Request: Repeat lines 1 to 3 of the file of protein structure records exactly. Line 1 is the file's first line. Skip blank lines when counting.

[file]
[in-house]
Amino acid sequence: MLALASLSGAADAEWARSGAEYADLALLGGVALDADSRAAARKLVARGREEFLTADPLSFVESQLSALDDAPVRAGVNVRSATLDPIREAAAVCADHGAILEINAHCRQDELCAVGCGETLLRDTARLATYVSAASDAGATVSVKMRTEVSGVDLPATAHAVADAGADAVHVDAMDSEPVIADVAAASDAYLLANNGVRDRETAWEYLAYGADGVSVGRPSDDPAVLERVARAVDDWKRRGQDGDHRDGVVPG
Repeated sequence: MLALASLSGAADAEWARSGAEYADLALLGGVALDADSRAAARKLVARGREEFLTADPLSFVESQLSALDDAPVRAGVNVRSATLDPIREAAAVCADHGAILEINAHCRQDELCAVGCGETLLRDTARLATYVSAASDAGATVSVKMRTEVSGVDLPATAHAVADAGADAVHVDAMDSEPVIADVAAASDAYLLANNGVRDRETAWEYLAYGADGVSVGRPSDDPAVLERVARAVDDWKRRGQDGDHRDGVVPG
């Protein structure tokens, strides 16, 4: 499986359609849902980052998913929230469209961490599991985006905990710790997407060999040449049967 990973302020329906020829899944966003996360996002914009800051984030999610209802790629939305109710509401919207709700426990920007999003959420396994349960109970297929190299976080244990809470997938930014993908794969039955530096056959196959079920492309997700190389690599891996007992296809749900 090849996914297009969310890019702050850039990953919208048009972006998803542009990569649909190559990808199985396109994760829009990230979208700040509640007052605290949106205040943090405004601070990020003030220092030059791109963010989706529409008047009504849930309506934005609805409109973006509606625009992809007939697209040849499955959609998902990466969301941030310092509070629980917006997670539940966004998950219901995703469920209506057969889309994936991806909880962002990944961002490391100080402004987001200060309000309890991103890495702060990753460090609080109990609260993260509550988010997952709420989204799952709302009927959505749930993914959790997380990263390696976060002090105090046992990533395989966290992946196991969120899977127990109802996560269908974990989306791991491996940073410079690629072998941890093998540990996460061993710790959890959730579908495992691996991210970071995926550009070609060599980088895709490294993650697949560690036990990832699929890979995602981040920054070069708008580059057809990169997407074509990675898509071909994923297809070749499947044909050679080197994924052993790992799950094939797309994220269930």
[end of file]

[in-house]
Amino acid sequence: MLALASLSGAADAEWARSGAEYADLALLGGVALDADSRAAARKLVARGREEFLTADPLSFVESQLSALDDAPVRAGVNVRSATLDPIREAAAVCADHGAILEINAHCRQDELCAVGCGETLLRDTARLATYVSAASDAGATVSVKMRTEVSGVDLPATAHAVADAGADAVHVDAMDSEPVIADVAAASDAYLLANNGVRDRETAWEYLAYGADGVSVGRPSDDPAVLERVARAVDDWKRRGQDGDHRDGVVPG
Repeated sequence: MLALASLSGAADAEWARSGAEYADLALLGGVALDADSRAAARKLVARGREEFLTADPLSFVESQLSALDDAPVRAGVNVRSATLDPIREAAAVCADHGAILEINAHCRQDELCAVGCGETLLRDTARLATYVSAASDAGATVSVKMRTEVSGVDLPATAHAVADAGADAVHVDAMDSEPVIADVAAASDAYLLANNGVRDRETAWEYLAYGADGVSVGRPSDDPAVLERVARAVDDWKRRGQDGDHRDGVVPG